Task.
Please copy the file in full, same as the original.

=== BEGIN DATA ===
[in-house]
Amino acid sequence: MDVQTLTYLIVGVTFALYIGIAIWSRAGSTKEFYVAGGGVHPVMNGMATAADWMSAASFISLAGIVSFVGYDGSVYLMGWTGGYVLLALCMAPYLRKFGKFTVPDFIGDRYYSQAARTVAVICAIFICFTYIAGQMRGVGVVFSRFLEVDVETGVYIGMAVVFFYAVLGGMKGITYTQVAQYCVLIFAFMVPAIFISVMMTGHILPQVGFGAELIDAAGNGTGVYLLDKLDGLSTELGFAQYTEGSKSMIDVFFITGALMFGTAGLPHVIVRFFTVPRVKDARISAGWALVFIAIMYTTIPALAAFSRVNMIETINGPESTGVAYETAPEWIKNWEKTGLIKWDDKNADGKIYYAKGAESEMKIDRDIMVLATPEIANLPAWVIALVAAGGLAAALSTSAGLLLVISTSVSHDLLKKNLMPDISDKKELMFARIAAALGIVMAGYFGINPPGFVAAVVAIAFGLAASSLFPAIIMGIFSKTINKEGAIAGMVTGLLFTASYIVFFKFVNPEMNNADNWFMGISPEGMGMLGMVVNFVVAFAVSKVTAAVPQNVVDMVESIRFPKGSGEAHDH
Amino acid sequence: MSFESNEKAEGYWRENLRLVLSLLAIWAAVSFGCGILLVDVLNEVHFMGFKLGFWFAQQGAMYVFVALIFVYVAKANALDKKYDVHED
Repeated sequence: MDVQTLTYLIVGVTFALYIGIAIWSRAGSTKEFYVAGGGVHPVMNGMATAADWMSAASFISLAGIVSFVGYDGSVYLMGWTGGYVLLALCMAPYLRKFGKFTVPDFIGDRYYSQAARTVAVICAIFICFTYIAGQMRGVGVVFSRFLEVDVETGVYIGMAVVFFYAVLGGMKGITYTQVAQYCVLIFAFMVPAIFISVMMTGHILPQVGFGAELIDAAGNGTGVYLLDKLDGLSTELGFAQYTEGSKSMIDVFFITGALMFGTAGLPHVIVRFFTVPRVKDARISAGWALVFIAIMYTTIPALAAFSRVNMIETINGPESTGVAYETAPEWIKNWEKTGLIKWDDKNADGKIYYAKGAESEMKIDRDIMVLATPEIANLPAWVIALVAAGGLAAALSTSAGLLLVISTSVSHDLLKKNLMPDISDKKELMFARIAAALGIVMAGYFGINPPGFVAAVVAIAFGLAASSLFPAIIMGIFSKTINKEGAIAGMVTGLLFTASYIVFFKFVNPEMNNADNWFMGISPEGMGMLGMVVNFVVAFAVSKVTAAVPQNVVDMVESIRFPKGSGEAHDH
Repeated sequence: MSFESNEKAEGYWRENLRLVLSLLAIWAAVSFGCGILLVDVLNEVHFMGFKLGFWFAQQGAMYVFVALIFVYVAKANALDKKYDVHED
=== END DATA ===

[in-house]
Amino acid sequence: MDVQTLTYLIVGVTFALYIGIAIWSRAGSTKEFYVAGGGVHPVMNGMATAADWMSAASFISLAGIVSFVGYDGSVYLMGWTGGYVLLALCMAPYLRKFGKFTVPDFIGDRYYSQAARTVAVICAIFICFTYIAGQMRGVGVVFSRFLEVDVETGVYIGMAVVFFYAVLGGMKGITYTQVAQYCVLIFAFMVPAIFISVMMTGHILPQVGFGAELIDAAGNGTGVYLLDKLDGLSTELGFAQYTEGSKSMIDVFFITGALMFGTAGLPHVIVRFFTVPRVKDARISAGWALVFIAIMYTTIPALAAFSRVNMIETINGPESTGVAYETAPEWIKNWEKTGLIKWDDKNADGKIYYAKGAESEMKIDRDIMVLATPEIANLPAWVIALVAAGGLAAALSTSAGLLLVISTSVSHDLLKKNLMPDISDKKELMFARIAAALGIVMAGYFGINPPGFVAAVVAIAFGLAASSLFPAIIMGIFSKTINKEGAIAGMVTGLLFTASYIVFFKFVNPEMNNADNWFMGISPEGMGMLGMVVNFVVAFAVSKVTAAVPQNVVDMVESIRFPKGSGEAHDH
Amino acid sequence: MSFESNEKAEGYWRENLRLVLSLLAIWAAVSFGCGILLVDVLNEVHFMGFKLGFWFAQQGAMYVFVALIFVYVAKANALDKKYDVHED
Repeated sequence: MDVQTLTYLIVGVTFALYIGIAIWSRAGSTKEFYVAGGGVHPVMNGMATAADWMSAASFISLAGIVSFVGYDGSVYLMGWTGGYVLLALCMAPYLRKFGKFTVPDFIGDRYYSQAARTVAVICAIFICFTYIAGQMRGVGVVFSRFLEVDVETGVYIGMAVVFFYAVLGGMKGITYTQVAQYCVLIFAFMVPAIFISVMMTGHILPQVGFGAELIDAAGNGTGVYLLDKLDGLSTELGFAQYTEGSKSMIDVFFITGALMFGTAGLPHVIVRFFTVPRVKDARISAGWALVFIAIMYTTIPALAAFSRVNMIETINGPESTGVAYETAPEWIKNWEKTGLIKWDDKNADGKIYYAKGAESEMKIDRDIMVLATPEIANLPAWVIALVAAGGLAAALSTSAGLLLVISTSVSHDLLKKNLMPDISDKKELMFARIAAALGIVMAGYFGINPPGFVAAVVAIAFGLAASSLFPAIIMGIFSKTINKEGAIAGMVTGLLFTASYIVFFKFVNPEMNNADNWFMGISPEGMGMLGMVVNFVVAFAVSKVTAAVPQNVVDMVESIRFPKGSGEAHDH
Repeated sequence: MSFESNEKAEGYWRENLRLVLSLLAIWAAVSFGCGILLVDVLNEVHFMGFKLGFWFAQQGAMYVFVALIFVYVAKANALDKKYDVHED